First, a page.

Conflict of interest

The authors declare that they have no conflict of interest.


  1. 1.
    Huxley R, Lewington S, Clarke R. Cholesterol, coronary heart disease and stroke: a review of published evidence from observational studies and randomized controlled trials. Semin Vasc Med. 2002;2:315–23.PubMedCrossRefGoogle Scholar
  2. 2.
    Law MR, Thompson SG. Low serum cholesterol and the risk of cancer: an analysis of the published prospective studies. Cancer Causes Control. 1991;2:253–61.PubMedCrossRefGoogle Scholar
  3. 3.
    Melvin JC, Holmberg L, Rohrmann S, et al. Serum lipid profiles and cancer risk in the context of obesity: four meta-analyses. J Cancer Epidemiol. 2013;2013:823849.PubMedCentralPubMedCrossRefGoogle Scholar
  4. 4.
    Bjorge T, Lukanova A, Tretli S, et al. Metabolic risk factors and ovarian cancer in the metabolic syndrome and cancer project. Int J Epidemiol. 2011;40:1667–77.PubMedCrossRefGoogle Scholar
  5. 5.
    Eichholzer M, Stahelin HB, Gutzwiller F, et al. Association of low plasma cholesterol with mortality for cancer at various sites in men: 17-y follow-up of the prospective Basel study. Am J Clin Nutr. 2000;71:569–74.PubMedGoogle Scholar
  6. 6.
    Nago N, Ishikawa S, Goto T, et al. Low cholesterol is associated with mortality from stroke, heart disease, and cancer: the Jichi Medical School Cohort Study. J Epidemiol. 2011;21:67–74.PubMedCentralPubMedCrossRefGoogle Scholar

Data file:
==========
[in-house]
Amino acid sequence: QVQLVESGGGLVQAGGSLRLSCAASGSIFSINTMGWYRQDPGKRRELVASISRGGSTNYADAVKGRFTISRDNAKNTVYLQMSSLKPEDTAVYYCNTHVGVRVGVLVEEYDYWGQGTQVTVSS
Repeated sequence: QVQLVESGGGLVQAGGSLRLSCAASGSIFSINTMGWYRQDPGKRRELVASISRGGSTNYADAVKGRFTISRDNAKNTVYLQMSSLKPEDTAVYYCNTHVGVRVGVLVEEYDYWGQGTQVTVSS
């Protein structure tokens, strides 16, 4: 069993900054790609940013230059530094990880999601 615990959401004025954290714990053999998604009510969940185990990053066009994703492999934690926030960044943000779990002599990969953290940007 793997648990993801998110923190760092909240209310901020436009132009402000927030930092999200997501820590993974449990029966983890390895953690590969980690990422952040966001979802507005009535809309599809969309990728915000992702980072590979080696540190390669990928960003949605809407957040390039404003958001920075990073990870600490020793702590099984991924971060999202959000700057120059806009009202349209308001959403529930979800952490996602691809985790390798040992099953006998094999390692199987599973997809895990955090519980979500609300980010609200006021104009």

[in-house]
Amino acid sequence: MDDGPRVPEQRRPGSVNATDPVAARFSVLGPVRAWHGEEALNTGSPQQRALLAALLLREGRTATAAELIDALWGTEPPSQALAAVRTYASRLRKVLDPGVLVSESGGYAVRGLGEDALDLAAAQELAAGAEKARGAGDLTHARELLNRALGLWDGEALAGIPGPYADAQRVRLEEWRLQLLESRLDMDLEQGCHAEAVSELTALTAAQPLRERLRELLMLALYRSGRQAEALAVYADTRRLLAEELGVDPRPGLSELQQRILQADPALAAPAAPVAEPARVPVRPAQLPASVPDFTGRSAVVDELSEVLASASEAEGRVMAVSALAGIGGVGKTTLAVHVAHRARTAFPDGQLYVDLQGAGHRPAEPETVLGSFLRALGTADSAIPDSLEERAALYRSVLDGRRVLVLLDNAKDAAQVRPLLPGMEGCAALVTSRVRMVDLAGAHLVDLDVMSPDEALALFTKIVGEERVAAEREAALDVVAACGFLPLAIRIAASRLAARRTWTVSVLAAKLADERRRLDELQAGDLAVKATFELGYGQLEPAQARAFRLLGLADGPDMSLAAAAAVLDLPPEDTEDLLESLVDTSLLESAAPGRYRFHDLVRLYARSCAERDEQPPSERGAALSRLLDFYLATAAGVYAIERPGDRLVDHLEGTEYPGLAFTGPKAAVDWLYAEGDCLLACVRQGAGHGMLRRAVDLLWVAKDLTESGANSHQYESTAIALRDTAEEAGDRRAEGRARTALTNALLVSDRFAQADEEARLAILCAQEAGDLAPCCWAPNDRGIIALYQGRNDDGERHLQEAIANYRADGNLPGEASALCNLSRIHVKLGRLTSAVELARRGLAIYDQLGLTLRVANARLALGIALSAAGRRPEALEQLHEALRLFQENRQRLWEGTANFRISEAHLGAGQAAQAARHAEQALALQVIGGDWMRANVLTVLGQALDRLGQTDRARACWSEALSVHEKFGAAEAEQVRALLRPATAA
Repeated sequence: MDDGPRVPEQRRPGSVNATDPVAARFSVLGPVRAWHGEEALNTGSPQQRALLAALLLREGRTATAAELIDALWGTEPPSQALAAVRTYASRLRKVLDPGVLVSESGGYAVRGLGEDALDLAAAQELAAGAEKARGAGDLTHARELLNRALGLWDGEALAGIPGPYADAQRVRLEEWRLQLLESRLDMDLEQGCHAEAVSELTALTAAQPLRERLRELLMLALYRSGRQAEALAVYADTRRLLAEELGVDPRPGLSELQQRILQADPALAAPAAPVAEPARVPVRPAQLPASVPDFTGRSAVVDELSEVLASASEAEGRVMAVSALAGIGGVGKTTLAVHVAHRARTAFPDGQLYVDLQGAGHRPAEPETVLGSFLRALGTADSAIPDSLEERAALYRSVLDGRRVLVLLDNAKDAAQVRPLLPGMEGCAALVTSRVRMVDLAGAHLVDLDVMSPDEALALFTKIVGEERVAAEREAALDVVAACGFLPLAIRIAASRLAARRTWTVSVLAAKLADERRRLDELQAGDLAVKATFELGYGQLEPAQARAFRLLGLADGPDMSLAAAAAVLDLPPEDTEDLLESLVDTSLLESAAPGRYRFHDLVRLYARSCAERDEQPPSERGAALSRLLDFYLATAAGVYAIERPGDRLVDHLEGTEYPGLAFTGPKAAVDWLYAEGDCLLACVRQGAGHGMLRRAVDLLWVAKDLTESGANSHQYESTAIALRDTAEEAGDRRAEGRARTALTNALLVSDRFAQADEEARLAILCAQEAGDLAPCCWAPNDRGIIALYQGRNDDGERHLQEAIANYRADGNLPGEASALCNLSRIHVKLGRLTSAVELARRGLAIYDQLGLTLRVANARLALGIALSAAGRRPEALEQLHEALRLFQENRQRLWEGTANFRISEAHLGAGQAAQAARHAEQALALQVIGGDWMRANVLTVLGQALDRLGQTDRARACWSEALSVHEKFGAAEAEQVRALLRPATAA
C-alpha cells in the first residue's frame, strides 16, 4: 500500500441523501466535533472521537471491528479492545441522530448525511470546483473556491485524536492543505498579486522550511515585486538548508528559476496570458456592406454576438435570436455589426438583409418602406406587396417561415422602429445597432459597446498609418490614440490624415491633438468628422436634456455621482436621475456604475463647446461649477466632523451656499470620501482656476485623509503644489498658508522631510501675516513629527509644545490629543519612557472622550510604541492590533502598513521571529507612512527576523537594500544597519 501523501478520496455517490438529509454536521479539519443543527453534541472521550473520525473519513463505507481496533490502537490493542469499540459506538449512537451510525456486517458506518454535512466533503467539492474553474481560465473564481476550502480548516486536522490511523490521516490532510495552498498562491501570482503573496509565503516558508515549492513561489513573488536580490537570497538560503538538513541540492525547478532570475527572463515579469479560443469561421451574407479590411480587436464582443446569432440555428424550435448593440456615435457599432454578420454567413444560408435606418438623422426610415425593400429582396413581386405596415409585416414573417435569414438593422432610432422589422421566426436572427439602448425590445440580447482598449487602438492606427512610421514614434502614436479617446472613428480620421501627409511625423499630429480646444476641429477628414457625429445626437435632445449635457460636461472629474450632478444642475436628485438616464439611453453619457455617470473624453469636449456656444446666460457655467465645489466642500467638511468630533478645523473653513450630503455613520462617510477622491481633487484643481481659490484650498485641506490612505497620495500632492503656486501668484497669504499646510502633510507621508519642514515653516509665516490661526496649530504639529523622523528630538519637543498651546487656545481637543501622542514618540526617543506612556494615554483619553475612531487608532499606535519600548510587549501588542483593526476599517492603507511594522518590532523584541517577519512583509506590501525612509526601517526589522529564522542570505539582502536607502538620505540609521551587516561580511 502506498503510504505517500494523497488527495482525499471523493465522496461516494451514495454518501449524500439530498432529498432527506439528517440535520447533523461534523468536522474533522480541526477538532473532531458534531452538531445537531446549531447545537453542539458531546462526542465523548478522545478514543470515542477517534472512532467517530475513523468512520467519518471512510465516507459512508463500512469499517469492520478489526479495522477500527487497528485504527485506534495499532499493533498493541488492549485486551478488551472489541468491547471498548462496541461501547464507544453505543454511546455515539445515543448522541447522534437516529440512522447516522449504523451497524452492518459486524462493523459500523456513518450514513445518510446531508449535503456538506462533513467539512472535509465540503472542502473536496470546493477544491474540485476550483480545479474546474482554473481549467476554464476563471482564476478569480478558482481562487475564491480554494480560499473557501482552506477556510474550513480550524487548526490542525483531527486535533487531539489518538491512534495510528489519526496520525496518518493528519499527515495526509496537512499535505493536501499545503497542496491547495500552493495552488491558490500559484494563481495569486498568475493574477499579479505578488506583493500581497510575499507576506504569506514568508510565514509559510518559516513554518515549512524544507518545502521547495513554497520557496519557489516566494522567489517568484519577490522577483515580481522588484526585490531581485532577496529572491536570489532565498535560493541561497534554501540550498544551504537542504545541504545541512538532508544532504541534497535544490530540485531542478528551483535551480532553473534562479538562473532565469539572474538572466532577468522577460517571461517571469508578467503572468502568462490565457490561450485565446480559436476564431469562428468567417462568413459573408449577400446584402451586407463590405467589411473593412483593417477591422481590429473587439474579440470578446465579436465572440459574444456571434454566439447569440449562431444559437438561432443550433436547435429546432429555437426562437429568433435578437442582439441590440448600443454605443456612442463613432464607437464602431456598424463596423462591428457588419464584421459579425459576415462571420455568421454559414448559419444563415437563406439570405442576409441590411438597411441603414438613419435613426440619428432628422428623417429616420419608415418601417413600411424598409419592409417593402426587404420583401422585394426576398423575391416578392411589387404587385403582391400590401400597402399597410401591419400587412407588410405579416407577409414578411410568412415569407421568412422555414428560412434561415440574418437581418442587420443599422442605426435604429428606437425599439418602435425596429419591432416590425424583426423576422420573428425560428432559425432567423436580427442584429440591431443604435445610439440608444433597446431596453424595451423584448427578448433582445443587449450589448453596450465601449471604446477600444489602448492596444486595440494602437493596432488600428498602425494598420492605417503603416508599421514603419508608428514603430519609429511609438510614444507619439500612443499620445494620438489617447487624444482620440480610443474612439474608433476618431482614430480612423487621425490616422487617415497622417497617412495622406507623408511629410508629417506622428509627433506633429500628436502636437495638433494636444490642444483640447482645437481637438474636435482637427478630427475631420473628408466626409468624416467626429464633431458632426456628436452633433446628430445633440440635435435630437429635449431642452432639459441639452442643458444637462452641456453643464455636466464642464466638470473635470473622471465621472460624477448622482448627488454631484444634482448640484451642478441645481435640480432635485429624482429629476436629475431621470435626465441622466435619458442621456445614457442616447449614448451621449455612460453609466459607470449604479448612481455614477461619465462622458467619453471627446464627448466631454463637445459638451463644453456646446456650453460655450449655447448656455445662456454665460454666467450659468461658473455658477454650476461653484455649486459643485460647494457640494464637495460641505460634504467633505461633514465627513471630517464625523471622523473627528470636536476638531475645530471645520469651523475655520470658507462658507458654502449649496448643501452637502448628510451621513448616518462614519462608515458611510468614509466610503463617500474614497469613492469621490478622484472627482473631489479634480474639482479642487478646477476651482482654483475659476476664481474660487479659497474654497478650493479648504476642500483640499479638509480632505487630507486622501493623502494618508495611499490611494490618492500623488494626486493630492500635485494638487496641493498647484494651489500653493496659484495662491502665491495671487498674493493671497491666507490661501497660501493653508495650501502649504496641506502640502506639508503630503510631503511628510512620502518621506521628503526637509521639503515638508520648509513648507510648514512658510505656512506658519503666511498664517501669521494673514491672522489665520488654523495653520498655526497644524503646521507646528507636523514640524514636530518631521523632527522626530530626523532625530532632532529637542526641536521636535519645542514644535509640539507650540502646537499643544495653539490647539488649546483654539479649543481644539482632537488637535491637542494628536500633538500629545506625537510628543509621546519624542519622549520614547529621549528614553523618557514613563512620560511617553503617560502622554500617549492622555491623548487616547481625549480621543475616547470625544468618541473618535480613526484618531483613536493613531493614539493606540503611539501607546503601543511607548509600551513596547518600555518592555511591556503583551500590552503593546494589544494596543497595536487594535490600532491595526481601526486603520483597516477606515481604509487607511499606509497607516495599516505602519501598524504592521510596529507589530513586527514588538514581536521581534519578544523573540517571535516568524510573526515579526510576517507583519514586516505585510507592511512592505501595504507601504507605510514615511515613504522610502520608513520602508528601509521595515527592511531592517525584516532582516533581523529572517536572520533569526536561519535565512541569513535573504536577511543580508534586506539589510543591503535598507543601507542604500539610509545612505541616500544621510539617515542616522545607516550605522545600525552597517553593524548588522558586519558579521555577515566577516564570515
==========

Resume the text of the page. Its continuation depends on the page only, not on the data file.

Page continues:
7. 7.
    Strohmaier S, Edlinger M, Manjer J, et al. Total serum cholesterol and cancer incidence in the metabolic syndrome and cancer project (Me-Can). PLoS One. 2013;8:e54242.PubMedCentralPubMedCrossRefGoogle Scholar
  8. 8.
    Kitahara CM, de Berrington GA, Freedman ND, et al. Total cholesterol and cancer risk in a large prospective study in Korea. J Clin Oncol. 2011;29:1592–8.PubMedCentralPubMedCrossRefGoogle Scholar
  9. 9.
    Iso H, Ikeda A, Inoue M, et al. Serum cholesterol levels in relation to the incidence of cancer: the JPHC study cohorts. Int J Cancer. 2009;125:2679–86.PubMedCrossRefGoogle Scholar
  10. 10.
    Jacobs EJ, Gapstur SM. Cholesterol and cancer: answers and new questions. Cancer Epidemiol Biomarkers Prev. 2009;18:2805–6.PubMedCrossRefGoogle Scholar
  11. 11.
    Henriksson P, Eriksson M, Ericsson S, et al. Hypocholesterolaemia and increased elimination of low-density lipoproteins in metastatic cancer of the prostate. Lancet. 1989;2:1178–80.PubMedCrossRefGoogle Scholar
  12. 12.
    Vitols S, Gahrton G, Bjorkholm M, et al. Hypocholesterolaemia in malignancy due to elevated low-density-lipoprotein-receptor activity in tumour cells: evidence from studies in patients with leukaemia. Lancet. 1985;2:1150–4.PubMedCrossRefGoogle Scholar
  13. 13.
    Dessi S, Batetta B, Pulisci D, et al. Altered pattern of lipid metabolism in patients with lung cancer. Oncology. 1992;49:436–41.PubMedCrossRefGoogle Scholar
  14. 14.
    Ahn J, Lim U, Weinstein SJ, et al. Prediagnostic total and high-density lipoprotein cholesterol and risk of cancer. Cancer Epidemiol Biomarkers Prev. 2009;18:2814–21.PubMedCentralPubMedCrossRefGoogle Scholar